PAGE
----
How Policy is Made in the State of the Union Address
Posted at 3:04 p.m. on Jan. 26
For the latest episode of the Political Wire podcast, we spoke to speechwriters from the last three administrations about how the president’s State of the Union address comes together.
White House policy aides see the speech — often the president’s biggest of the year — as a huge opportunity to push their ideas.
As President George W. Bush’s speechwriter David Frum told us, “Every part of the government is struggling to get its ideas into the presidential address. When the president says something, it becomes policy.”
Michael Waldman says that President Bill Clinton started the process by consulting “outside advisers and thinkers. We would before Christmas compile a thick book of readings for him. He would get memos and advice and drafts from Cabinet members and there would be an ongoing process where the policy staff and policy aides were developing the initiatives that would go into the speech.”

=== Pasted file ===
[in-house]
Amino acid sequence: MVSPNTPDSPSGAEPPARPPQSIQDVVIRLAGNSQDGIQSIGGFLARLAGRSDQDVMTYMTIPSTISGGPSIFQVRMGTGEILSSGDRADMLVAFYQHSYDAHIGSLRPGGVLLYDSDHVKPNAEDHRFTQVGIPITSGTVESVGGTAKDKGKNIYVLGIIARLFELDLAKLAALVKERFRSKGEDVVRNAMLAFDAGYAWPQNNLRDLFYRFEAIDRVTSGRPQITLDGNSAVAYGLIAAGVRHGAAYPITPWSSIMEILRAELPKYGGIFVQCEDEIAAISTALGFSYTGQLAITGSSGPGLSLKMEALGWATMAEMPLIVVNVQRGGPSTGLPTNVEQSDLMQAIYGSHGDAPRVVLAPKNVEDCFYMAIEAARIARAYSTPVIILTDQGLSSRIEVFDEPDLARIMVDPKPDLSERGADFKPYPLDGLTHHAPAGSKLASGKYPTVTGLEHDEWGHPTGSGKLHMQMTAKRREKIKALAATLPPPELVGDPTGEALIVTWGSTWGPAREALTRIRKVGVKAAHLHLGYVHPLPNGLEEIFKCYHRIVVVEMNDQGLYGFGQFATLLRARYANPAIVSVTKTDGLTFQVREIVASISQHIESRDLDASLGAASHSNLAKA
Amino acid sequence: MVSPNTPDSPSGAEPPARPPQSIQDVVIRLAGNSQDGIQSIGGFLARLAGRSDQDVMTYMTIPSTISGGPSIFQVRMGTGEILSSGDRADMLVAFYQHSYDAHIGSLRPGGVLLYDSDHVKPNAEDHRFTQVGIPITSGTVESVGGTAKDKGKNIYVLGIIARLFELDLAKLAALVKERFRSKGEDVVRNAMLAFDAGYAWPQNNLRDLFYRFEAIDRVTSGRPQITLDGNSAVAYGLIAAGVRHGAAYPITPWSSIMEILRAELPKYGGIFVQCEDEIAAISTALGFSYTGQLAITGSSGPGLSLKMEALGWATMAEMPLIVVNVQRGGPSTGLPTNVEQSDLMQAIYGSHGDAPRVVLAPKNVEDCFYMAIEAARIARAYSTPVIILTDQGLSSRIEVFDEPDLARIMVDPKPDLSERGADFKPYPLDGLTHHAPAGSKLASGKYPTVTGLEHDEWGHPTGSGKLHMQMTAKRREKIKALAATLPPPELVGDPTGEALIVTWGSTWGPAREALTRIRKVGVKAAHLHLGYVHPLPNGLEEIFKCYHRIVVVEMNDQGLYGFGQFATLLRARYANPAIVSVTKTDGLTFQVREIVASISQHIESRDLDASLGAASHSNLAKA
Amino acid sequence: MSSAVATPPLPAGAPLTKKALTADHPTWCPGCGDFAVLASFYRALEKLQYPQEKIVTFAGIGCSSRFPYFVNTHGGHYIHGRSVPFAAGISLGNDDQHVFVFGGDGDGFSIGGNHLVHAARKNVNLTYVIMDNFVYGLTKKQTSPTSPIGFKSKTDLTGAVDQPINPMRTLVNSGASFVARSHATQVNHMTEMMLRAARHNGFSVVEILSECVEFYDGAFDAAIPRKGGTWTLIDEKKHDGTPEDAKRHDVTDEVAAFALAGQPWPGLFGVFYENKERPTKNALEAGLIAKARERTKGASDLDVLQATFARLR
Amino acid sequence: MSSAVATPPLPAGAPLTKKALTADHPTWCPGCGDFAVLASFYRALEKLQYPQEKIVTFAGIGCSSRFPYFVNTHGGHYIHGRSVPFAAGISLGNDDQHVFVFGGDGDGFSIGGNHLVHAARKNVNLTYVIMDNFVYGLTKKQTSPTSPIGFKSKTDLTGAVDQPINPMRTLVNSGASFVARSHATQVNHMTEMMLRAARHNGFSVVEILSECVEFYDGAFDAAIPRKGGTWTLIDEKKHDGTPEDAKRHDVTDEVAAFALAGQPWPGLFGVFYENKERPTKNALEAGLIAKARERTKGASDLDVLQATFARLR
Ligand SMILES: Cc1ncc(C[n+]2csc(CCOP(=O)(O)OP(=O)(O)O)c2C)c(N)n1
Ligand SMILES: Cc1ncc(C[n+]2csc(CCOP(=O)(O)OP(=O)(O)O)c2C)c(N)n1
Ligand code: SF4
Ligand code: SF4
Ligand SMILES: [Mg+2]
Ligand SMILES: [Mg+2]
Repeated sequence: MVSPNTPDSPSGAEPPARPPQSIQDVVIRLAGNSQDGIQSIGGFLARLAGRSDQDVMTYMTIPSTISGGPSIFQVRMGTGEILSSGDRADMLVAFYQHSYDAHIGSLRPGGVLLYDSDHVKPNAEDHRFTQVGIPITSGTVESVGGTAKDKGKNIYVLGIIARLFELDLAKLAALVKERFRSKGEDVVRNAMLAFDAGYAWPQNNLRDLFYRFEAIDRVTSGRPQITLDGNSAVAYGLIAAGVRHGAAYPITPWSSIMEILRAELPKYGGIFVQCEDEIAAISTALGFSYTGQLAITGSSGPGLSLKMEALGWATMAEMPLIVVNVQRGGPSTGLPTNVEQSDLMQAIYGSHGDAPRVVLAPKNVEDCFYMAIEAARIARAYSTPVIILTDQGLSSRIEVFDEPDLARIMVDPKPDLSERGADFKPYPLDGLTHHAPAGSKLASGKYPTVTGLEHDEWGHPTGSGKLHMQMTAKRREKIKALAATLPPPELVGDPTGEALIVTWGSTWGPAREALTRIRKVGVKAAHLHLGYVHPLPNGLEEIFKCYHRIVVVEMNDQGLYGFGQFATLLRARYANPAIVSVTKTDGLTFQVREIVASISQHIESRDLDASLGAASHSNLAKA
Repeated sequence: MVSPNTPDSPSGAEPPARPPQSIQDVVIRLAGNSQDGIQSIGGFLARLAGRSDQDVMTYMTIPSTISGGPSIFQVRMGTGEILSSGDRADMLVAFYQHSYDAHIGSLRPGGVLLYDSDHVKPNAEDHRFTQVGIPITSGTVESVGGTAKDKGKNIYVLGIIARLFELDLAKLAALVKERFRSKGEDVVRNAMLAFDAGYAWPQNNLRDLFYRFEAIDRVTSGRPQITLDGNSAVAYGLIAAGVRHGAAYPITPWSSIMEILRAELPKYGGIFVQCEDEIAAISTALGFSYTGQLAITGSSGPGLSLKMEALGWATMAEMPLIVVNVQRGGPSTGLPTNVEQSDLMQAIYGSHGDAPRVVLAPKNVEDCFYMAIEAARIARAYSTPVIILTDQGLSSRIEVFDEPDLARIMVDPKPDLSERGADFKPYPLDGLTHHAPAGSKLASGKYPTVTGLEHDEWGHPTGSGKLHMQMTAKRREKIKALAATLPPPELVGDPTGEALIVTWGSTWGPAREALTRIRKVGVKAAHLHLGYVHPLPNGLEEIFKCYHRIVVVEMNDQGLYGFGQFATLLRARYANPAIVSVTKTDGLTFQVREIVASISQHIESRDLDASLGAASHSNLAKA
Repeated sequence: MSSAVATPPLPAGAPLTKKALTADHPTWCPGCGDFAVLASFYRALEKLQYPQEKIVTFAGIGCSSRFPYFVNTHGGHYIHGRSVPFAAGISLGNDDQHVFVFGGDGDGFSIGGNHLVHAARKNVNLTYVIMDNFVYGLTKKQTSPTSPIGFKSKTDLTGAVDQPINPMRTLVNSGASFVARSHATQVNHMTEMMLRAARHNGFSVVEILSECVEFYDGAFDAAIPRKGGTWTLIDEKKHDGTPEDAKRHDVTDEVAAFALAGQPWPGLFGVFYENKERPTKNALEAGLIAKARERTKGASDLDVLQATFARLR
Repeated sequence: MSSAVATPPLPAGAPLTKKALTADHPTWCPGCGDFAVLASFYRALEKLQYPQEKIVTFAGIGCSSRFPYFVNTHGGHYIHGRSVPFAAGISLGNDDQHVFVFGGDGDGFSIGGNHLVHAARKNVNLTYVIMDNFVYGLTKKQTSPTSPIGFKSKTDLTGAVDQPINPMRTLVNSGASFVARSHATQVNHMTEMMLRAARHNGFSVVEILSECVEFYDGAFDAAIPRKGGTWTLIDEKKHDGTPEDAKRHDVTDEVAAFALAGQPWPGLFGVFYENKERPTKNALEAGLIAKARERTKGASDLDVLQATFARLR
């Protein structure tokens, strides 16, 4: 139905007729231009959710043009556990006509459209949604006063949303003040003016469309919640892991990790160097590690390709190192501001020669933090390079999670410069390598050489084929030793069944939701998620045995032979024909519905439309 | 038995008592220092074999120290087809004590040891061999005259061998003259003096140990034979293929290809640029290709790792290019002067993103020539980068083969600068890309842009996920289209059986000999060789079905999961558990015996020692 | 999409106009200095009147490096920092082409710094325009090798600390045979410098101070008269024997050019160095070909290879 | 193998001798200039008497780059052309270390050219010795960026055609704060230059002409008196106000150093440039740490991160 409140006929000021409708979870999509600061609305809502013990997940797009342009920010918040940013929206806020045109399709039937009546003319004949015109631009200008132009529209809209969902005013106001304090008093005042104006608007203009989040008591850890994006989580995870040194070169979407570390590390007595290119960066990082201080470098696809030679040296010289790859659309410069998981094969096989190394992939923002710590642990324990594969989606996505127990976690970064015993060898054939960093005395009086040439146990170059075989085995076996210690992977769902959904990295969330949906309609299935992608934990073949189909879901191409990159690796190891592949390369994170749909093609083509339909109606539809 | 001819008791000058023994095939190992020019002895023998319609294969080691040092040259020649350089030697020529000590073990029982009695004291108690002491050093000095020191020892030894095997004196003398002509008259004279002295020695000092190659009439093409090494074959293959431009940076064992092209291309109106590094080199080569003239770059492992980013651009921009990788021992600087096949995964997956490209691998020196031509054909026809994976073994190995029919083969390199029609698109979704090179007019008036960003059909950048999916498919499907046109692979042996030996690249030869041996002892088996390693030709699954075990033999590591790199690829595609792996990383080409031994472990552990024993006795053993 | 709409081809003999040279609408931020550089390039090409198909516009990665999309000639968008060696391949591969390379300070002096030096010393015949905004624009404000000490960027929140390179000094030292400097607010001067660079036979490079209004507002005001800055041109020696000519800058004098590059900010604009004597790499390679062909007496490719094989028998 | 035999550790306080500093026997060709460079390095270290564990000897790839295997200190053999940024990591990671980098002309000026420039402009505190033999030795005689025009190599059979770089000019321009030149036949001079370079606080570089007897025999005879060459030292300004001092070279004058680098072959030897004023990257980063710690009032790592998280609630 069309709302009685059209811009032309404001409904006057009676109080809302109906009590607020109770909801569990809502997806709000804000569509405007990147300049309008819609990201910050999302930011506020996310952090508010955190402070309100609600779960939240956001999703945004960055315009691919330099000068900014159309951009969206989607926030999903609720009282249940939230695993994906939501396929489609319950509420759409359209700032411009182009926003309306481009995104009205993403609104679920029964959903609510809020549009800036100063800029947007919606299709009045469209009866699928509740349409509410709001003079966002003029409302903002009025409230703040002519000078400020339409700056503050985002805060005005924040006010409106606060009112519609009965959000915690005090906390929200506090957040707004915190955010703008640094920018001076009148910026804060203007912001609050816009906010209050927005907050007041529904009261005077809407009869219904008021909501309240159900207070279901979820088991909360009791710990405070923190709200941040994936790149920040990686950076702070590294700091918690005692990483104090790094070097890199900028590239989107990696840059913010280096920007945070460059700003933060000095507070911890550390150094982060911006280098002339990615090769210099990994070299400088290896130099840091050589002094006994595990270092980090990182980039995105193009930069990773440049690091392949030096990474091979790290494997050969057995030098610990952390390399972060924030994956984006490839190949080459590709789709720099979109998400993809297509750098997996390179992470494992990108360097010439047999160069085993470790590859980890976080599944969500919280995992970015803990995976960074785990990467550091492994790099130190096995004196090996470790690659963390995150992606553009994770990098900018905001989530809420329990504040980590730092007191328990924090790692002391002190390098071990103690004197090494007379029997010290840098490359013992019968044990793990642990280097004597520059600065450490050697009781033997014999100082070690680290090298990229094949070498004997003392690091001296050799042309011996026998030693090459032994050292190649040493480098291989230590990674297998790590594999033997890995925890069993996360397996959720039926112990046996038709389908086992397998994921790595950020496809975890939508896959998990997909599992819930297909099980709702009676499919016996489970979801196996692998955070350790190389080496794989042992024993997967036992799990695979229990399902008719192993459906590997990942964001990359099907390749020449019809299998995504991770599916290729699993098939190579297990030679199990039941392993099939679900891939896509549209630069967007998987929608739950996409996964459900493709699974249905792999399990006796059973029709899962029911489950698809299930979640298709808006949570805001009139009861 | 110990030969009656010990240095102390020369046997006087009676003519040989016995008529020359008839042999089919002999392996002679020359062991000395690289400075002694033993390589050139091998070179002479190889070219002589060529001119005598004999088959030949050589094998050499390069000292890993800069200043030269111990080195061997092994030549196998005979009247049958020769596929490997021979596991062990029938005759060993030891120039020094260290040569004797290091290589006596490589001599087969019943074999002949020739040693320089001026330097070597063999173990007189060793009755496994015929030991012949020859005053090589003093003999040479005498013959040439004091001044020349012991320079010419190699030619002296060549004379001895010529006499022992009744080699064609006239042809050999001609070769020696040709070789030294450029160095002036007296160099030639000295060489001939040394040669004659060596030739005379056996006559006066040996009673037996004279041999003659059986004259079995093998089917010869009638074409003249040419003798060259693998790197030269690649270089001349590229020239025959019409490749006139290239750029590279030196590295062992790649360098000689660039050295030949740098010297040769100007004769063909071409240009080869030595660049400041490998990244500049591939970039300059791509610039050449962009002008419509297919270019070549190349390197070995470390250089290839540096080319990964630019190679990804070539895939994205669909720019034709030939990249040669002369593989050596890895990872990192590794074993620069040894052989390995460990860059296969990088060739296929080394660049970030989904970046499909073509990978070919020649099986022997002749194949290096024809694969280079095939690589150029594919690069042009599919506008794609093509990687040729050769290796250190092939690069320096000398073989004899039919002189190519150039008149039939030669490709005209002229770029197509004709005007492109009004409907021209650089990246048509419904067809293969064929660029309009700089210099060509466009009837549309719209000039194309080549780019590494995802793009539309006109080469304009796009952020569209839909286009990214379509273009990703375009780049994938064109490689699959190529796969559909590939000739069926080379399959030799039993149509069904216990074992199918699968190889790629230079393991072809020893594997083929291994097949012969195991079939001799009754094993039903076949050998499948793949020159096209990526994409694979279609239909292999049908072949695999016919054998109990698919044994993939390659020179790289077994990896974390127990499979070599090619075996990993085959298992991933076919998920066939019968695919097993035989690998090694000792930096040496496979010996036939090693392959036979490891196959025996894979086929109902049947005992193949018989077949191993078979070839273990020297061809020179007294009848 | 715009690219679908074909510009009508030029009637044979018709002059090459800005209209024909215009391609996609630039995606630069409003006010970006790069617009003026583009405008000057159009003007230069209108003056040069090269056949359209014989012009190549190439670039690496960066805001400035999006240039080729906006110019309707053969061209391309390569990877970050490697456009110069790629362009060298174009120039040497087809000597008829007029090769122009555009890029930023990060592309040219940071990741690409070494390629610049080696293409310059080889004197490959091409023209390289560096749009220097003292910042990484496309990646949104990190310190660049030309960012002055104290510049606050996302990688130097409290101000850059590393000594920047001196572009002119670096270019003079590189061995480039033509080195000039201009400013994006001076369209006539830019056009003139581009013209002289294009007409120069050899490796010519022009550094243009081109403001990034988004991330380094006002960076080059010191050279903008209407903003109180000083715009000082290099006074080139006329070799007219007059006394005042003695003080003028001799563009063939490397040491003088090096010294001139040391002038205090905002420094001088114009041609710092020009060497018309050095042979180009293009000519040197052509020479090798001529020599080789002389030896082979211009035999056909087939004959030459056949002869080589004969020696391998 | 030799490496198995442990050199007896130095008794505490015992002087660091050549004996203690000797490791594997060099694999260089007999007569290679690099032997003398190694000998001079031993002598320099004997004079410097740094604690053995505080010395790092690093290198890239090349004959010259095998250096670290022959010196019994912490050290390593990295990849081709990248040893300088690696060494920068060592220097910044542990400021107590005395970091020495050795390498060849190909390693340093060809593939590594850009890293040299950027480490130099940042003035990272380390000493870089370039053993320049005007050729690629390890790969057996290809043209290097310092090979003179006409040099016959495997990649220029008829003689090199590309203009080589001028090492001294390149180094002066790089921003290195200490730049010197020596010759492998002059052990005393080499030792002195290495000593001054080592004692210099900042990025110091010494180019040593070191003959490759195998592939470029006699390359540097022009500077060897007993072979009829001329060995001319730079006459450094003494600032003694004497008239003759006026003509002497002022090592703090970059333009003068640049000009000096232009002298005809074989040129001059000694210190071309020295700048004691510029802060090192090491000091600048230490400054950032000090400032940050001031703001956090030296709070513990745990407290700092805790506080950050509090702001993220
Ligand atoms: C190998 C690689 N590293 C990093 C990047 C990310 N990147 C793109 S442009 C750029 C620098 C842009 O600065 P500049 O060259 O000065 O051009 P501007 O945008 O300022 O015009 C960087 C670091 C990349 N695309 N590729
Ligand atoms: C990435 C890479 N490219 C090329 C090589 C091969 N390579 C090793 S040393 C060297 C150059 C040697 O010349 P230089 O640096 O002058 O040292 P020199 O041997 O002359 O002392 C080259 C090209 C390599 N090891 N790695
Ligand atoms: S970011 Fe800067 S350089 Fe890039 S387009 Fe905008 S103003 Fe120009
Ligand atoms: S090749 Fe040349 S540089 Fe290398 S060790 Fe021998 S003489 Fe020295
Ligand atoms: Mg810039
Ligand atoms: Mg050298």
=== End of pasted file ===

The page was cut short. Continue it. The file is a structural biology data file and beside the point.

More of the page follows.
He added: “We would produce draft after draft – it would go up through 10, 15, 20 drafts… And as he was rehearsing at the podium, he would keep writing. So that by the time he delivered it, he knew every inch of his government and every particle of the policies he was putting forward.”
For President Obama, Jon Favreau says the process actually starts “sometime around Thanksgiving. Usually we meet with the President and his top policy and senior advisers and talk about themes for the State of the Union: ‘What is the theme going to be this year?’ … And then what are the big policy initiatives the President is interested in pursuing. From there, all the policy councils in the White House get together and they reach out to the agencies and they come up with a list of various policies and initiatives that the President might pursue in the State of the Union.”
It’s a fascinating process. Listen to the interviews here:
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